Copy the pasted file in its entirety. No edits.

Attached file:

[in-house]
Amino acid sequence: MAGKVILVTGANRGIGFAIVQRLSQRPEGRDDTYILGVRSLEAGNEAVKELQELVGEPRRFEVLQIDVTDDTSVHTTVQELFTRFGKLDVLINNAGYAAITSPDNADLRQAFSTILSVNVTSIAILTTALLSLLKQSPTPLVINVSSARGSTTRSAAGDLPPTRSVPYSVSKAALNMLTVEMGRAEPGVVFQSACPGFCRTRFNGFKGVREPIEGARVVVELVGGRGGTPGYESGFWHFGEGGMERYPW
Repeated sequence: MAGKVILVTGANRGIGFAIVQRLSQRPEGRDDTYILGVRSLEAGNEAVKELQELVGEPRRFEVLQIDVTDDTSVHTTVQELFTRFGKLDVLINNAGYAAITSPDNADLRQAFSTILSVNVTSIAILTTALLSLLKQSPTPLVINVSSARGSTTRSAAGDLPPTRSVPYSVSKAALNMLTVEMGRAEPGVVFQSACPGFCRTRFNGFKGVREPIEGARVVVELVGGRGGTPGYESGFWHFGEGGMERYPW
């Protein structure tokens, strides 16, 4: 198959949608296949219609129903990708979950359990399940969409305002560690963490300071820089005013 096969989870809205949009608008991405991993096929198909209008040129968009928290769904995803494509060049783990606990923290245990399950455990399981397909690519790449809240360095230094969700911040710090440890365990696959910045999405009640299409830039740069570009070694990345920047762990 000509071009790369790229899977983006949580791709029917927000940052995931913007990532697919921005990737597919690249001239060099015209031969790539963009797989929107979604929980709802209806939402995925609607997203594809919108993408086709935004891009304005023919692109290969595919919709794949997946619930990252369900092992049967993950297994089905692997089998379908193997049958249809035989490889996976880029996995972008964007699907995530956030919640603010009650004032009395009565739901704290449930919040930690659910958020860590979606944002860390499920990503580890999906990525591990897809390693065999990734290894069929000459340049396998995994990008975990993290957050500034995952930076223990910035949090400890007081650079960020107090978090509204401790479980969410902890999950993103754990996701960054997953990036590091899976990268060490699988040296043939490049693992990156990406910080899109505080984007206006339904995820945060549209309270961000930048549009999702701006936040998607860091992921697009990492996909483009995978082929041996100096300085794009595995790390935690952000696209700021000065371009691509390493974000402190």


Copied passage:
[in-house]
Amino acid sequence: MAGKVILVTGANRGIGFAIVQRLSQRPEGRDDTYILGVRSLEAGNEAVKELQELVGEPRRFEVLQIDVTDDTSVHTTVQELFTRFGKLDVLINNAGYAAITSPDNADLRQAFSTILSVNVTSIAILTTALLSLLKQSPTPLVINVSSARGSTTRSAAGDLPPTRSVPYSVSKAALNMLTVEMGRAEPGVVFQSACPGFCRTRFNGFKGVREPIEGARVVVELVGGRGGTPGYESGFWHFGEGGMERYPW
Repeated sequence: MAGKVILVTGANRGIGFAIVQRLSQRPEGRDDTYILGVRSLEAGNEAVKELQELVGEPRRFEVLQIDVTDDTSVHTTVQELFTRFGKLDVLINNAGYAAITSPDNADLRQAFSTILSVNVTSIAILTTALLSLLKQSPTPLVINVSSARGSTTRSAAGDLPPTRSVPYSVSKAALNMLTVEMGRAEPGVVFQSACPGFCRTRFNGFKGVREPIEGARVVVELVGGRGGTPGYESGFWHFGEGGMERYPW
């Protein structure tokens, strides 16, 4: 198959949608296949219609129903990708979950359990399940969409305002560690963490300071820089005013 096969989870809205949009608008991405991993096929198909209008040129968009928290769904995803494509060049783990606990923290245990399950455990399981397909690519790449809240360095230094969700911040710090440890365990696959910045999405009640299409830039740069570009070694990345920047762990 000509071009790369790229899977983006949580791709029917927000940052995931913007990532697919921005990737597919690249001239060099015209031969790539963009797989929107979604929980709802209806939402995925609607997203594809919108993408086709935004891009304005023919692109290969595919919709794949997946619930990252369900092992049967993950297994089905692997089998379908193997049958249809035989490889996976880029996995972008964007699907995530956030919640603010009650004032009395009565739901704290449930919040930690659910958020860590979606944002860390499920990503580890999906990525591990897809390693065999990734290894069929000459340049396998995994990008975990993290957050500034995952930076223990910035949090400890007081650079960020107090978090509204401790479980969410902890999950993103754990996701960054997953990036590091899976990268060490699988040296043939490049693992990156990406910080899109505080984007206006339904995820945060549209309270961000930048549009999702701006936040998607860091992921697009990492996909483009995978082929041996100096300085794009595995790390935690952000696209700021000065371009691509390493974000402190």